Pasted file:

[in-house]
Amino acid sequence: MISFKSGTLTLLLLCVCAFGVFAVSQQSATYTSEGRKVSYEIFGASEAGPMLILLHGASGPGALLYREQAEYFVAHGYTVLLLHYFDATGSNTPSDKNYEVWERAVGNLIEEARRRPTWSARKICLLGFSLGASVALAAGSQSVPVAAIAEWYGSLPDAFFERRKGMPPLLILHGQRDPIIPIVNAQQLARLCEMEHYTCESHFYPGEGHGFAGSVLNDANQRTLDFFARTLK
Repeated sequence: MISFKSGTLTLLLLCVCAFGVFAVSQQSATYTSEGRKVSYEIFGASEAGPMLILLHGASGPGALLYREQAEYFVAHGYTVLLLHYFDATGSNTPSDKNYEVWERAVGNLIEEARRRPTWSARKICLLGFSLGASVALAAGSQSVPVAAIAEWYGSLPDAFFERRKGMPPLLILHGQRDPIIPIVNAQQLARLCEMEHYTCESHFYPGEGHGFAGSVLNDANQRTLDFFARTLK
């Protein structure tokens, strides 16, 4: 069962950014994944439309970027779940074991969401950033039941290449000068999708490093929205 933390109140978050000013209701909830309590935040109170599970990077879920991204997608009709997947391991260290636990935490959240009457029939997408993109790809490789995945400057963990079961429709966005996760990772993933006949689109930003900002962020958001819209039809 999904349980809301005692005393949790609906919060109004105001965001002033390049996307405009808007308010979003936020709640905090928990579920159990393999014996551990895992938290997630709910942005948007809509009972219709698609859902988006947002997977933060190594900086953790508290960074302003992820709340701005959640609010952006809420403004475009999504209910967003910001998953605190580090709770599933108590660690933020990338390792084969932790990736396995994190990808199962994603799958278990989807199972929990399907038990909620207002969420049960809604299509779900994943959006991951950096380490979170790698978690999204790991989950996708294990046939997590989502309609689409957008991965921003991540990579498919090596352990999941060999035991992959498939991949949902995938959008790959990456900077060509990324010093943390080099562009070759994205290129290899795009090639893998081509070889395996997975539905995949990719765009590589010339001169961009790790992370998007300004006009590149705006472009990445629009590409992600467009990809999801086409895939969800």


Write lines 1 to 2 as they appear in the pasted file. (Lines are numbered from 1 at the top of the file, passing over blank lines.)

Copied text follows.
[in-house]
Amino acid sequence: MISFKSGTLTLLLLCVCAFGVFAVSQQSATYTSEGRKVSYEIFGASEAGPMLILLHGASGPGALLYREQAEYFVAHGYTVLLLHYFDATGSNTPSDKNYEVWERAVGNLIEEARRRPTWSARKICLLGFSLGASVALAAGSQSVPVAAIAEWYGSLPDAFFERRKGMPPLLILHGQRDPIIPIVNAQQLARLCEMEHYTCESHFYPGEGHGFAGSVLNDANQRTLDFFARTLK